Are we there yet? Dr. John Kappelman discusses Africa and the human evolutionary journey at HMNS

In the history of mankind, there have been three major migrations: two of these happened a long time ago, and one (of the “one small step for man, one giant leap for mankind” type) happened in our own lifetime. 

evolution astronautAbout 1.8 million years ago, hominids we call Homo erectus ventured outside Africa, wandering into Europe and Asia. Our own species evolved in East Africa around 200,000 years ago. About 50,000 years ago, Homo sapiens followed in Homo erectus’ footsteps, with significant numbers leaving Africa. Eventually they crossed Asia and made it all the way into the Americas.

Homo erectus model displayed at the Westfälisches Landesmuseum, Herne, Germany in 2007 (Image Wikimedia)

Homo erectus model displayed at the Westfälisches Landesmuseum, Herne, Germany in 2007 (Image from Wikimedia).

 On July 20, 1969, Homo sapiens marked another milestone, with the first step on the Moon. Today, we have a permanent presence in space, albeit it on a very limited scale. We have come a long way indeed.

Long before Homo erectus left Africa, other bipedal creatures roamed Africa. Among these was Australopithecus afarensis, a hominid first discovered in Ethiopia. In 1974, Donald Johanson and his team uncovered a well preserved specimen who was nicknamed Lucy, and shortly afterwards also Dinkenesh. 

AL 288-1, Australopithecus afarensis. Also known as “Lucy” or “Dinkenesh” (Image by Viktor Deak).

AL 288-1, Australopithecus afarensis. Also known as “Lucy” or “Dinkenesh”
(Image by Viktor Deak).

Lucy and her species have been the subject of many scientific studies. However, when she traveled to the United States for the second time in 2007 (the first time was in 1975, to the Cleveland Museum of Natural History), she underwent a scientific procedure never before applied to her: for 10 days, she resided on the campus of the University of Texas at Austin, where she underwent a high resolution CT scan.

The scanned data was handed over to the government of Ethiopia and Mamitu Yilma, director of the National Museum in Addis Ababa. The successful completion of Lucy’s scan meant that the specimen is now safely archived in digital format — one of the reasons behind the scanning.

A small but dedicated team participated in the scanning project in Austin: 

Members of the scanning team included (from left) Ron Harvey, conservator, Lincolnville, Maine; Alemu Admassu, curator, National Museum, Addis Ababa, Ethiopia;  John Kappelman, UT Austin; and Richard Ketcham, UT Austin.  The team used the ultra high-resolution Xradia MicroXCT scanner (background), for some of the scans.

Members of the scanning team included (from left) Ron Harvey, conservator, Lincolnville, Maine; Alemu Admassu, curator, National Museum, Addis Ababa, Ethiopia; John Kappelman, UT Austin; and Richard Ketcham, UT Austin. The team used the ultra high resolution Xradia MicroXCT scanner (background), for some of the scans.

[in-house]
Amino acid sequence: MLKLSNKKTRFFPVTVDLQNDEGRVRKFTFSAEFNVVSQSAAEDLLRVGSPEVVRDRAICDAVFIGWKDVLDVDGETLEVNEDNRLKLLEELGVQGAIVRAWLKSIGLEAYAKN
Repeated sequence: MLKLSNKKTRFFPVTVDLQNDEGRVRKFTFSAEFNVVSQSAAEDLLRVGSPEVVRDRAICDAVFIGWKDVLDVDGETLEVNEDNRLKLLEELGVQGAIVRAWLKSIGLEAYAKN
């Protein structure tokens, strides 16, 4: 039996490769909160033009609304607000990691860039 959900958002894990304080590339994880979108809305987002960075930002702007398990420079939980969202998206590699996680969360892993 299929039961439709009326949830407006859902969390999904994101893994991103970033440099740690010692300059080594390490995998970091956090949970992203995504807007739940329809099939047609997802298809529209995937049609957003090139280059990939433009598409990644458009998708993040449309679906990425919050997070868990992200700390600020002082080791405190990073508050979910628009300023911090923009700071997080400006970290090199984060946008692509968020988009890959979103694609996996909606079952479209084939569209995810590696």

Dr. John Kappelman has had a long-standing relation with the Houston Museum of Natural Science. He was one of many scientific advisors to the curator of anthropology when the exhibit featuring Lucy was prepared. His own research into human evolution is the topic of an upcoming presentation at the museum.

To find out if we are “there yet,” come listen to Dr. Kappelman on Tuesday, May 13 at 6:30 p.m.

HMNS Distinguished Lecture
The First Big Trip – Are We There Yet? Africa and the Human Journey
John Kappelman, Ph.D.
Tuesday, May 13, 2014, 6:30 p.m.
Click here to purchase advance tickets.

This lecture is cosponsored by Archaeology Institute of America – Houston Society as part of its 2013-2014 Innovations series.

The Pecos pictographs: River rock art shows why Texas is an archaeological oasis

Quick: What do Texas and France have in common?

Actually, I should rephrase that: Who do Texas and France have in common?

The answer? Dr. Jean Clottes, a leading French prehistorian.

It makes sense that a Frenchmen would love his country, but what is Dr. Clottes looking for in Texas? It turns out the answer is down to earth: rock art. In Dr. Clottes’ opinion, Texas rock art ranks right up there with rock art in La Douce France.

Anyone interested in rock art is most likely familiar with the famous painted prehistoric caves in France and Spain. Sites like Altamira and Lascaux are household names in the world of art history. Dr. Clottes has been heavily involved and invested in the study and preservation of Lascaux Cave. We were very lucky to have him as a speaker at the museum recently. He elaborated on cave art in general, and Cosquer cave in particular. Earlier in the day, he took a group of art history students from the University of Houston through an exhibit on Lascaux cave, currently at the Museum. He regaled us with stories about his own work at the cave. He patiently addressed recent newspaper reports of “another Lascaux” that allegedly exists near the original Lascaux cave.

What brought him to Texas, though, was rock art — to be more precise, rock art from the Lower Pecos. This art has been studied extensively, among others, by the Archaeological Institute of America, the Rock Art Foundation, SHUMLA and, of course Dr. Clottes and his Texas colleagues.